1. I got interrupted and was not able to watch this game in it’s entirety. I missed most of the meltdown that led to overtime (although I saw the beginning of it). When I got back and saw the situation, and then saw how we responded in overtime, I guess you could say I wasn’t happy. But it was a shoulder shrug not happy, not throw the remote at the TV not happy. I’ve come to expect this sort of thing, not just from years of Wolves fandom, but for this season. I really thought the guys would graduate from this kind of thing with a little more urgency, but it’s clear that we’re on a long maturity timeline.

    Part of it is that we didn’t appear to lose this game because we were playing the wrong way. That is to say, yes we had breakdowns and youthful boneheaded plays, but our overall strategy seemed good, and the majority of the time our players seemed to have the capacity to execute it in some form. It looked like stuff that we’ll eventually mature our way out of, not strategic impasses. There’s been some debate on here and other Wolves places as to whether Thibs’ sets on O and D are just not that good (esp for the personnel he has) and if he is failing to communicate and teach the players at the level he needs to versus, basically, his systems are over our guys’ heads and that’s on them. Honestly, I think it is a little of both. But the guys looked a little less out of their depth (quite suddenly) playing NBA defense the last two games. They still have a long ways to go to be competitive, but their D looks less one dimensional and less atrocious. On O, there is still a stagnance much of the time, but more instances where the guys do something other than stand around. There are not as many long lapses when Rubio dumps and slinks into the corner. He’s mostly able to run what we have as an offense. Calling this simply the guys starting to figure it out would be naive, but I hope it is a sign they are catching on. In other words, we are in a midst of a learning process that is longer and more painful than a lot of us were hoping, and it includes players and coaches. To be at the point where we are just settling into a sensible, basic offensive plan, and just being able to sometimes execute a normal, active level NBA defense (with a lot of flaws, even when it is clicking) at the quarter mark, yet still giving away games is behind schedule, and not something I’m happy about. And I don’t think I’m alone. However, it is what it is. We’re too young to solve most of these problems any time soon. We could click and be more competitive any day, or it could be a long time before we get out of the NBA basement.

  2. It was a good game until the last two minutes and OT. I hate to keep harping on this, but Thibs is a lousy coach out of a timeout. His team, fell apart in the last miute as you showed so well in your article. However, they were tied with 6.2 seconds to go and unless the team did something truly against what Thibs drew up during the review of the Houston three to tie, it was one of the poorest designed out of bounds play since the Knicks wolves game at Target. You had KAT (why he wasn’t underneath our basket for a tip in or dunk is crazy) throwing the ball into Rubio, Zack and Dunn (good options all, because they could easily get up the floor with plenty of time to get to the basket, hit a comfortable two pointer or even pass the ball for a quick shot.) But we also had Wiggins to throw too and they did just that. Houston pressed him up the court and he was forced to throw up a terrible three point attempt. OT.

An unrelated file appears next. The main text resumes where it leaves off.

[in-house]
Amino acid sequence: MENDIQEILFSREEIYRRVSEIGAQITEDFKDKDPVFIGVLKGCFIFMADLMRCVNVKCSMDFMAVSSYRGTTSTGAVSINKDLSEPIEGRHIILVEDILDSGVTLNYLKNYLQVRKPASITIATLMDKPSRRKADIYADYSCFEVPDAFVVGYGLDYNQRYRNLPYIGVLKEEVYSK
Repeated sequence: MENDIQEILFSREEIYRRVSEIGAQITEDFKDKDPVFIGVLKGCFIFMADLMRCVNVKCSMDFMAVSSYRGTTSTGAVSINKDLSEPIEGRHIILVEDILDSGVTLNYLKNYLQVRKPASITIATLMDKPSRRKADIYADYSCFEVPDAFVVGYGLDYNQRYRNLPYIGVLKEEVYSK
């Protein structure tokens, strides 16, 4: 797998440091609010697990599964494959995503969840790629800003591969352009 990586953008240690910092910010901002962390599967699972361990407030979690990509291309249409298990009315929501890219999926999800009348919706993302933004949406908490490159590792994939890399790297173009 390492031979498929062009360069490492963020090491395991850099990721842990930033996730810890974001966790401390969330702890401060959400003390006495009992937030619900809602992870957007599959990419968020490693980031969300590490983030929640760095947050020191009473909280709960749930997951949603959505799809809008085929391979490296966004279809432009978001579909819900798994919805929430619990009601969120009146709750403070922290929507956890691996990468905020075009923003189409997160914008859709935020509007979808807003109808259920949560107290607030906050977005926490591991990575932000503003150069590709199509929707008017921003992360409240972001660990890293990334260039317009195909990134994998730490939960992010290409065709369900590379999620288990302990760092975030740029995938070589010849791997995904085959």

It is hard to know what was drawn up and Wiggins could have been the fourth option, but the fact that you had KAT throwing it in, was a stupid error by Thibs. He should have had Wiggins throw the ball in to any of the three guards on the floor, each capable of getting well into the front court and get a two point shot off or a possible pass to KAT for a shot. If he wanted Wiggins to make the shot, he could have gotten him the ball on the re-pass with Andrew getting some separation and a head of steam. Andrew was not feeling it for most of the night, so I wonder why you would put him in that spot.

    Thibs may be getting the team to see his defense a little clearer, which could bode well for the next five games against below average teams. The boys were pushing the ice and forcing the player to avoid pick and roll. Houston took at lot of contested threes, but they probably took more non-layup twos than in previous games due to pretty good defense for all but two minutes of the game. I just wish we had a coach like Rick Adelman or Flip to draw up a game-winner at the end of regulation.